Am I an optimist or a pessimist? It depends. The optimist in me thinks I have a lot to say. The pessimist counters that no one wants to hear so much negativity. Hence, one blog post per year.
The optimist in me thinks the Internet has been an enormously good thing for human knowledge and expression. The pessimist notes that uploading humanity’s collective wisdom to the cloud has revealed what foggy, uncritical thinkers we are. For example, Quora.
The fact Quora exists makes my heart soar. How cool is it that anyone anywhere can throw a vexing question into the wind and have experts on that very topic answer it?
On the other hand, who thought it was a good idea to let the stupid and the lazy reveal how ignorant they are by enabling the dissemination of unanswerable questions?
To wit — or, more precisely, too nitwit:
A: No, and this is why. If you can’t spend the five minutes required to frame the question in a useful way (like telling us what you do now, what you hope to do in England, where you would be coming from, what kinds of things you like now, what kinds of things you dislike, your expectations, etc.), then you really aren’t going to like the amount of work required to: get a job there as a foreigner; get a work permit; get a work visa; find a place to live; learn how to pay your county and national taxes; get utilities turned on; get a doctor; learn to drive on the other side of the road; and the many thousands of other little things that someone needs to do to move to another country. You’ll hate that.
This person’s reply is an answer the questioner deserves, and yet for the most part people’s answers to queries such as this are earnest. Such patience is humbling. I think they all must be kindergarten teachers. For example, one of 12 others who responded to the emigration question wrote:
A. Well, that depends.
Without knowing the specifics of what you are like and what you intend to spend your time here doing, I have no idea. But I have emigrated before (not to England) so I can tell you a few things that would apply to any cross-cultural emigration: …
I wish I were as good a person. My reply to this and numerous other Quora queries would be: That’s the stupidest question I’ve ever heard. (With apologies to Bill Gates.)
Every week I get an emailed sampling of Quora questions, most of which seem to be as unanswerable as this one, or which are framed by ignorant preconception and provincialism. The sheer volume of unfiltered unthinking is astonishing. Besides the emigration question above, this week’s email included:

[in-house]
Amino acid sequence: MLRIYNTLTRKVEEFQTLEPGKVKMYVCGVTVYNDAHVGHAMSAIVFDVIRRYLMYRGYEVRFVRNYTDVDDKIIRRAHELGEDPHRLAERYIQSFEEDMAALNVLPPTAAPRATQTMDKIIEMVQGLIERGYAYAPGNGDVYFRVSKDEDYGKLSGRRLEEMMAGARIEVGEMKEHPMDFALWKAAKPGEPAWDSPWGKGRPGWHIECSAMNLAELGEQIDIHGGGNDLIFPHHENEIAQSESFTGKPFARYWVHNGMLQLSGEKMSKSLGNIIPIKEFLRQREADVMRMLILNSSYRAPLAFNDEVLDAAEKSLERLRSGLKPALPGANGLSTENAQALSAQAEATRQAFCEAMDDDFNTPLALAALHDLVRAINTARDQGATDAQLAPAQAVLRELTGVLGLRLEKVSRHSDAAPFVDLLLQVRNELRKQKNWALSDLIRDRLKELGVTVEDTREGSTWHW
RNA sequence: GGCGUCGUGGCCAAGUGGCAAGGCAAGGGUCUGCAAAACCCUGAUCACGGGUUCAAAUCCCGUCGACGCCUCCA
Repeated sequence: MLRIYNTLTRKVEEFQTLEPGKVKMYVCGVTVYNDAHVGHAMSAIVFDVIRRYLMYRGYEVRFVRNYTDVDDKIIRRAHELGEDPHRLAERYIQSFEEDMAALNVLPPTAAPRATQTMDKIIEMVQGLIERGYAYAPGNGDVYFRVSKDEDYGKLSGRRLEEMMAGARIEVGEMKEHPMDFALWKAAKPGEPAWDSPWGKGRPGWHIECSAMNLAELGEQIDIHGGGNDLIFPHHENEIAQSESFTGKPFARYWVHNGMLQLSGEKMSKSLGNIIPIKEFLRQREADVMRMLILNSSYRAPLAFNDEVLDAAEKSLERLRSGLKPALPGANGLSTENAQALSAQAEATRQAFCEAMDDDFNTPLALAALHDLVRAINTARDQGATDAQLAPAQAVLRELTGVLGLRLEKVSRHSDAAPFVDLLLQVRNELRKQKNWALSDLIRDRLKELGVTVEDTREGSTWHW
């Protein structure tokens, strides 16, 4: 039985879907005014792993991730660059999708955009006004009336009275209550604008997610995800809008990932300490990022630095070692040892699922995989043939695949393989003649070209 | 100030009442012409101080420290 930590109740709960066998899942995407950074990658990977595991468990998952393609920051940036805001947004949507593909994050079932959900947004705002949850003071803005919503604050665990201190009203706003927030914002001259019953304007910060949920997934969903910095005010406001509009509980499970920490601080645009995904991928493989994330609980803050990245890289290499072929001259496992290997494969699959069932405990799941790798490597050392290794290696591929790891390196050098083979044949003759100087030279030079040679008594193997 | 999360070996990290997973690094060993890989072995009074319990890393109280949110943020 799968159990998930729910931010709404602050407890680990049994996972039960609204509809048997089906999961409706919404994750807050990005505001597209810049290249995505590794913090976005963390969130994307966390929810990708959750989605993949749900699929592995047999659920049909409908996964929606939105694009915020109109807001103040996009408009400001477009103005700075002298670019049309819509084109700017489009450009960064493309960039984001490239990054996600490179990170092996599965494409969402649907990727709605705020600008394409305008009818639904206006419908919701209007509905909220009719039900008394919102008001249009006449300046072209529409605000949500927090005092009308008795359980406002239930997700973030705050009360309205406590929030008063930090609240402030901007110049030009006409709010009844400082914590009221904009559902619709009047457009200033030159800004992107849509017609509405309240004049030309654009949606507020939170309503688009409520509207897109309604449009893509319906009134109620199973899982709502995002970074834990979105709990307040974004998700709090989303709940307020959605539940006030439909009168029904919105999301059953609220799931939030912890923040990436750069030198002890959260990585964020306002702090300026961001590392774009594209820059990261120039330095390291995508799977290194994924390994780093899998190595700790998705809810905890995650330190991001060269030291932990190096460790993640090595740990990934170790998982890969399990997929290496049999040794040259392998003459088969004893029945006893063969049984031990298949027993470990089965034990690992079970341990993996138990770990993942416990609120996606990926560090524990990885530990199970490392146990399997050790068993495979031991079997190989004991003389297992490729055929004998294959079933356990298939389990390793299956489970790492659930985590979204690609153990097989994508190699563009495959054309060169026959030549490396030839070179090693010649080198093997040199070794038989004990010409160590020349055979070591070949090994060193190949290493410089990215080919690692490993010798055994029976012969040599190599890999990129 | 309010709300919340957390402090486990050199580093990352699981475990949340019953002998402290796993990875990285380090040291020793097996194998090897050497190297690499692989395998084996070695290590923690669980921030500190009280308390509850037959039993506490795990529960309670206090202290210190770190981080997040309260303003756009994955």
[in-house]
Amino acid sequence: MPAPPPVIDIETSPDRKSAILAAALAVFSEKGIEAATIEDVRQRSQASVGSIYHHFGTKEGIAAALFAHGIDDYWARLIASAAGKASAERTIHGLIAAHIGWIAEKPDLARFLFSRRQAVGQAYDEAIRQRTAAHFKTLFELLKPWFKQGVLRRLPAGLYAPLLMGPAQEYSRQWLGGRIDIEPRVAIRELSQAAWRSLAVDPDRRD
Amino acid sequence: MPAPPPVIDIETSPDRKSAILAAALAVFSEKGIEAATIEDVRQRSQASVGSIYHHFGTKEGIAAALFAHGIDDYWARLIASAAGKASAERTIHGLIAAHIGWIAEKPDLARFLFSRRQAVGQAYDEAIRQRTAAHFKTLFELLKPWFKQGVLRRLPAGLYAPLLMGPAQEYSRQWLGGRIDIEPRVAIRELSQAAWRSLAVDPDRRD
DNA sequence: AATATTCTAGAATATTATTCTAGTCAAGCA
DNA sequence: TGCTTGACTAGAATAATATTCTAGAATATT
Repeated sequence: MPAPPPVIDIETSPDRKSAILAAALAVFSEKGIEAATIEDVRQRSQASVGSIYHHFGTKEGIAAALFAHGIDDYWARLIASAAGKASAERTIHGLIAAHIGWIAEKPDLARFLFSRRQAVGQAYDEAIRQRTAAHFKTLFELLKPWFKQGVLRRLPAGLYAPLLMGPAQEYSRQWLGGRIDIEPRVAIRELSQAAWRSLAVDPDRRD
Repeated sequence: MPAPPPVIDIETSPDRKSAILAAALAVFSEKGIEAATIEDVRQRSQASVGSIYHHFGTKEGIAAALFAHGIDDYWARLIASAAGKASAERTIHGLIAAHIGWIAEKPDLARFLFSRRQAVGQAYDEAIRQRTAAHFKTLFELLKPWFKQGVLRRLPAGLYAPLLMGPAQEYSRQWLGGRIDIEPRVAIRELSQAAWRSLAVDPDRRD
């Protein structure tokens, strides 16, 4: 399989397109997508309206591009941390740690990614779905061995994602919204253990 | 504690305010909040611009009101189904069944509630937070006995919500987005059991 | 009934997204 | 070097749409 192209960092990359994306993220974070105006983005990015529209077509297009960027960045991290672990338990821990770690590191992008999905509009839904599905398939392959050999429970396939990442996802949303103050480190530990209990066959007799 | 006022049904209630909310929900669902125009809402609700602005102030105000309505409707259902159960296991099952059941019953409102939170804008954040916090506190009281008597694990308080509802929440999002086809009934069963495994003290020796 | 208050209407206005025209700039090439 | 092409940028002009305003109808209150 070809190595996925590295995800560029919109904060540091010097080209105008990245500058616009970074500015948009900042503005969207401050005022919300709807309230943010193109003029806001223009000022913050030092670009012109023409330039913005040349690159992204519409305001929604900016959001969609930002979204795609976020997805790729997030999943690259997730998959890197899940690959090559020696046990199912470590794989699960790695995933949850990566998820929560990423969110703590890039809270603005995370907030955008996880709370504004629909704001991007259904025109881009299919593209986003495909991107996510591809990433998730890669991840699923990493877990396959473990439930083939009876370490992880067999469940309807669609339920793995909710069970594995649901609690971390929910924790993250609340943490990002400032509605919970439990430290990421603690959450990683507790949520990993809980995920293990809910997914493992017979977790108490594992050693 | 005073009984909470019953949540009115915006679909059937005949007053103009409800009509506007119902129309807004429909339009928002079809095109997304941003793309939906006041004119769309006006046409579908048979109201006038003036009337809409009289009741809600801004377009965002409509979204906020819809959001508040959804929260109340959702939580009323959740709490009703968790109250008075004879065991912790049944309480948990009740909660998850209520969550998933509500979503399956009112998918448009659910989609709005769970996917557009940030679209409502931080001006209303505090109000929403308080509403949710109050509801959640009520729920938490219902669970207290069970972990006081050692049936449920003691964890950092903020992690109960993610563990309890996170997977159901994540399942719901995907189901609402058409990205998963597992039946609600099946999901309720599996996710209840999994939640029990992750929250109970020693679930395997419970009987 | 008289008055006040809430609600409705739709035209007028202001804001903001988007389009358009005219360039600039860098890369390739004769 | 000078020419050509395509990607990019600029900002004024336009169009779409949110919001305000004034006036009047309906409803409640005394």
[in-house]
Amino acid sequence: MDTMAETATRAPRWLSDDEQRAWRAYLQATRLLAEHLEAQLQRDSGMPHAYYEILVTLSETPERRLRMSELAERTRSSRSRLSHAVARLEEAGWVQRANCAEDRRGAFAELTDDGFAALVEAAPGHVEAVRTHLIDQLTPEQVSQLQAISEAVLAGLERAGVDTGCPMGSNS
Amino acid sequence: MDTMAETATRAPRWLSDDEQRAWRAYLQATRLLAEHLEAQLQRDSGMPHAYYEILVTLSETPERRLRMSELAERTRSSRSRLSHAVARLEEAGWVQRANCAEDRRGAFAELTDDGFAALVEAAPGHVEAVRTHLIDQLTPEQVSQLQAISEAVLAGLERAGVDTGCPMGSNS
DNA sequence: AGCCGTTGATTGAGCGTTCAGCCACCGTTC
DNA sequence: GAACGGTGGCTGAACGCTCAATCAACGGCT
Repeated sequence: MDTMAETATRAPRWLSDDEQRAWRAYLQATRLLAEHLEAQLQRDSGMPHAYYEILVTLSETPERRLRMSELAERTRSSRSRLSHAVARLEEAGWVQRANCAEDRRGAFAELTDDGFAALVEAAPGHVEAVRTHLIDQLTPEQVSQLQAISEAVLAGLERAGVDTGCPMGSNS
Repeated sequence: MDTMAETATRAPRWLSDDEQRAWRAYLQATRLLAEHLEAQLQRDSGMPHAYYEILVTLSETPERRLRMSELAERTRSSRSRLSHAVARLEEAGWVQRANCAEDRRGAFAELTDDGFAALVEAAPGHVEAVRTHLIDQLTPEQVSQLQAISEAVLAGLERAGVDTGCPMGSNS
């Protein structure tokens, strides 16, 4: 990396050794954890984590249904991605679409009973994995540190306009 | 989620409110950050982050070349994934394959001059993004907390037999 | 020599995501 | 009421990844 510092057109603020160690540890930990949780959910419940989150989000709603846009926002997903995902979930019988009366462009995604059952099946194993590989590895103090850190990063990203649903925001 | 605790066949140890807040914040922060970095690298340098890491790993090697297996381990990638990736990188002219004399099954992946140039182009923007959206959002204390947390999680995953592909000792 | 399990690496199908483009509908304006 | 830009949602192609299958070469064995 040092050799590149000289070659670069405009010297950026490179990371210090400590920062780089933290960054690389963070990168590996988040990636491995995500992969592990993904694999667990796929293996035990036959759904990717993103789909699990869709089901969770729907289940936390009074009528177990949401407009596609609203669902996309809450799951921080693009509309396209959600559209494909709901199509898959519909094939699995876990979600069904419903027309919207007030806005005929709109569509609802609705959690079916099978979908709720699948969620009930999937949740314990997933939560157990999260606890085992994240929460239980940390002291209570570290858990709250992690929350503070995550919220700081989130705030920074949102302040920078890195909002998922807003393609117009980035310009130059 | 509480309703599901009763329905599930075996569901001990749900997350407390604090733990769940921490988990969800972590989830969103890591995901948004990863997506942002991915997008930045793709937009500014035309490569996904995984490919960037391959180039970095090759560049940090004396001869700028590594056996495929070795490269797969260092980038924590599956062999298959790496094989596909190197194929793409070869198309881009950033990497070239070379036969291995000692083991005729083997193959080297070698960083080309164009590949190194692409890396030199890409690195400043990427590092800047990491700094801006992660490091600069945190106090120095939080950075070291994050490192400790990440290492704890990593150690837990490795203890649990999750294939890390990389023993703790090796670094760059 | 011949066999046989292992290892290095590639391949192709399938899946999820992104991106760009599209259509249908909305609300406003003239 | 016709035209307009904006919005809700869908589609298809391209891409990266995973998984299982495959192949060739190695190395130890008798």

Q: What is the funniest mispronunciation of a word?
Q: Would life be any better if we removed Facebook, WhatsApp, Instagram etc. from our lives?
Q: Why is it so common to be cold / unfriendly / antisocial in the UK?
Q: Why does American culture seem to encourage making fun of Canadians?
Q: If the U.S. police start shooting at someone, do they prefer to keep shooting until the suspect is dead so that they won’t risk a lawsuit from an injured but living suspect?
Go ahead. Try to answer those without reframing the questions.
And yet the patient, earnest answers spew forth:
A: I never had to shoot anyone, but I came really close a few times. On those occasions the last thing I was thinking about was getting sued. …
The subtext to answers like that one is: There are no stupid questions, and when you think a question is stupid, it’s nonetheless an opportunity to educate someone, probably many someones, and encourage a more nuanced view of the world. Some of us are capable of embracing that, and some of us aren’t. I come from a family with its share of impatient scientists and engineers, for whom an answer frequently is, “It’s really quite simple. You’re just too stupid to understand it.”
I am not proud of the compulsion to respond that way, but I am aware of it. So when I answer Quora questions, I have to be very selective:
OK, sometimes I do answer stupid questions:
Q: An alien has just landed on the White House lawn and is taking questions. You are a reporter and may ask one question. What is your question?
A: “Could you spell your name for us?” It’s the first question at every press conference involving an unknown life form, human or otherwise, and this is the only chance to ask it before the person, or whatever it is, wanders away from the podium, pissed off. If we get nothing else right, let’s spell this entity’s name correctly.